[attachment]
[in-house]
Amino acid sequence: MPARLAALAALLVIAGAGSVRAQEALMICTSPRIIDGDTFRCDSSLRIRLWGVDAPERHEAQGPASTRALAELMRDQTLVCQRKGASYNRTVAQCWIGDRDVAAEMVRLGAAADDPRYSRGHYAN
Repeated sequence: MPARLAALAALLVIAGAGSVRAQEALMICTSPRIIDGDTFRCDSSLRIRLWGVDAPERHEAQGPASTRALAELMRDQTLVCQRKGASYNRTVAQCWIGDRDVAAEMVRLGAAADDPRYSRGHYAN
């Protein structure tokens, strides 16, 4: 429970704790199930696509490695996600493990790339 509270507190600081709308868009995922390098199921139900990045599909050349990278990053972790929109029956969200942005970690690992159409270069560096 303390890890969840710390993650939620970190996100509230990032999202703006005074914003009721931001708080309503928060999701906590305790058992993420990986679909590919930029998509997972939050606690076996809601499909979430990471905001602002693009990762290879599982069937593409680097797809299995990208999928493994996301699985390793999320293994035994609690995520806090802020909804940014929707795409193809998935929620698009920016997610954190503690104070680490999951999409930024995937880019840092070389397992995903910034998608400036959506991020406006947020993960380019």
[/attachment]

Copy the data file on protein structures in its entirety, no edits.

[in-house]
Amino acid sequence: MPARLAALAALLVIAGAGSVRAQEALMICTSPRIIDGDTFRCDSSLRIRLWGVDAPERHEAQGPASTRALAELMRDQTLVCQRKGASYNRTVAQCWIGDRDVAAEMVRLGAAADDPRYSRGHYAN
Repeated sequence: MPARLAALAALLVIAGAGSVRAQEALMICTSPRIIDGDTFRCDSSLRIRLWGVDAPERHEAQGPASTRALAELMRDQTLVCQRKGASYNRTVAQCWIGDRDVAAEMVRLGAAADDPRYSRGHYAN
């Protein structure tokens, strides 16, 4: 429970704790199930696509490695996600493990790339 509270507190600081709308868009995922390098199921139900990045599909050349990278990053972790929109029956969200942005970690690992159409270069560096 303390890890969840710390993650939620970190996100509230990032999202703006005074914003009721931001708080309503928060999701906590305790058992993420990986679909590919930029998509997972939050606690076996809601499909979430990471905001602002693009990762290879599982069937593409680097797809299995990208999928493994996301699985390793999320293994035994609690995520806090802020909804940014929707795409193809998935929620698009920016997610954190503690104070680490999951999409930024995937880019840092070389397992995903910034998608400036959506991020406006947020993960380019």